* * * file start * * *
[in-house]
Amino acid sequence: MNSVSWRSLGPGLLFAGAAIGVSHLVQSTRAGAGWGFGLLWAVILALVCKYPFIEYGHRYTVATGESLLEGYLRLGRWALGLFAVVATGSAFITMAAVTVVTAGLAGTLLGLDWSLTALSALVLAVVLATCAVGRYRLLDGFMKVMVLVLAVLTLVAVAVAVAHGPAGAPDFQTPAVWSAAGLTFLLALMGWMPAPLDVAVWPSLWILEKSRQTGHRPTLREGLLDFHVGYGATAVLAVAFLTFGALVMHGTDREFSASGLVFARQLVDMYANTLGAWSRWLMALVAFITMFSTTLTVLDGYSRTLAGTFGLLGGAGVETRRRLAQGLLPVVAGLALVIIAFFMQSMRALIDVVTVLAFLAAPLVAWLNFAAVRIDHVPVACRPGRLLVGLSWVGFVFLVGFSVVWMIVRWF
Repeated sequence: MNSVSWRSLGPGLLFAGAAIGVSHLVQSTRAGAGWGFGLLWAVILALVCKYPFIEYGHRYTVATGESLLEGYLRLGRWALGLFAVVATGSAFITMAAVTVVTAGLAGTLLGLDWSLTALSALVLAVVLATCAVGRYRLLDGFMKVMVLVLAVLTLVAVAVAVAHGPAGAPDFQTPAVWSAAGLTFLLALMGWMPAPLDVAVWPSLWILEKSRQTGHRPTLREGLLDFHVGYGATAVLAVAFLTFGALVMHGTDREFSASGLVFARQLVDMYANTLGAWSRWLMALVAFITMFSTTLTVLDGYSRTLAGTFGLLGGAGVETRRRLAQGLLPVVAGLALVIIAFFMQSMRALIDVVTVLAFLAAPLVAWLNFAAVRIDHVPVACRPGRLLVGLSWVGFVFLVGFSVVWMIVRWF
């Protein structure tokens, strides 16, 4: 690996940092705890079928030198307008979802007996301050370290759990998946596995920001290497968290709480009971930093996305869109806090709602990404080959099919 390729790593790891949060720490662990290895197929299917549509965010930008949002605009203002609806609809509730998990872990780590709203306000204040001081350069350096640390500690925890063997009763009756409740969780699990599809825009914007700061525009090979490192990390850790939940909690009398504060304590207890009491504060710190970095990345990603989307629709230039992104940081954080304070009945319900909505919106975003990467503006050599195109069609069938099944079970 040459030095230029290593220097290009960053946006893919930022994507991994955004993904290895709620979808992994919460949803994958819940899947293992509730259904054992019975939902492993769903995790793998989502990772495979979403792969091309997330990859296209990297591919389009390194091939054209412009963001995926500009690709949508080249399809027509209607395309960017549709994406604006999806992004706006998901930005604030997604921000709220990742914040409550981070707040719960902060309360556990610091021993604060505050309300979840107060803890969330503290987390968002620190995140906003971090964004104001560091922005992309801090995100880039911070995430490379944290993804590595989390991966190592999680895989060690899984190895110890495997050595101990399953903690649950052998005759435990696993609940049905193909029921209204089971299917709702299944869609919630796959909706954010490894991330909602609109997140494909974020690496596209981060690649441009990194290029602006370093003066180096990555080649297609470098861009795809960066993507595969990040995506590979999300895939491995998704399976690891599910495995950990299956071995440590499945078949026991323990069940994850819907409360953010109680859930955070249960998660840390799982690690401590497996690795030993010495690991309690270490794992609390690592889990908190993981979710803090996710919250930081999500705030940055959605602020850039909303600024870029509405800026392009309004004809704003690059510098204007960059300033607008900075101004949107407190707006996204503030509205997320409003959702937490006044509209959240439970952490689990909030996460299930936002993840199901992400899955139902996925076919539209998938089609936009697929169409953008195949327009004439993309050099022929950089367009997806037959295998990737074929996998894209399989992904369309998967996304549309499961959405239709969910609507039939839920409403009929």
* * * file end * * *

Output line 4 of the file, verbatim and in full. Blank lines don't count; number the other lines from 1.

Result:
């Protein structure tokens, strides 16, 4: 690996940092705890079928030198307008979802007996301050370290759990998946596995920001290497968290709480009971930093996305869109806090709602990404080959099919 390729790593790891949060720490662990290895197929299917549509965010930008949002605009203002609806609809509730998990872990780590709203306000204040001081350069350096640390500690925890063997009763009756409740969780699990599809825009914007700061525009090979490192990390850790939940909690009398504060304590207890009491504060710190970095990345990603989307629709230039992104940081954080304070009945319900909505919106975003990467503006050599195109069609069938099944079970 040459030095230029290593220097290009960053946006893919930022994507991994955004993904290895709620979808992994919460949803994958819940899947293992509730259904054992019975939902492993769903995790793998989502990772495979979403792969091309997330990859296209990297591919389009390194091939054209412009963001995926500009690709949508080249399809027509209607395309960017549709994406604006999806992004706006998901930005604030997604921000709220990742914040409550981070707040719960902060309360556990610091021993604060505050309300979840107060803890969330503290987390968002620190995140906003971090964004104001560091922005992309801090995100880039911070995430490379944290993804590595989390991966190592999680895989060690899984190895110890495997050595101990399953903690649950052998005759435990696993609940049905193909029921209204089971299917709702299944869609919630796959909706954010490894991330909602609109997140494909974020690496596209981060690649441009990194290029602006370093003066180096990555080649297609470098861009795809960066993507595969990040995506590979999300895939491995998704399976690891599910495995950990299956071995440590499945078949026991323990069940994850819907409360953010109680859930955070249960998660840390799982690690401590497996690795030993010495690991309690270490794992609390690592889990908190993981979710803090996710919250930081999500705030940055959605602020850039909303600024870029509405800026392009309004004809704003690059510098204007960059300033607008900075101004949107407190707006996204503030509205997320409003959702937490006044509209959240439970952490689990909030996460299930936002993840199901992400899955139902996925076919539209998938089609936009697929169409953008195949327009004439993309050099022929950089367009997806037959295998990737074929996998894209399989992904369309998967996304549309499961959405239709969910609507039939839920409403009929």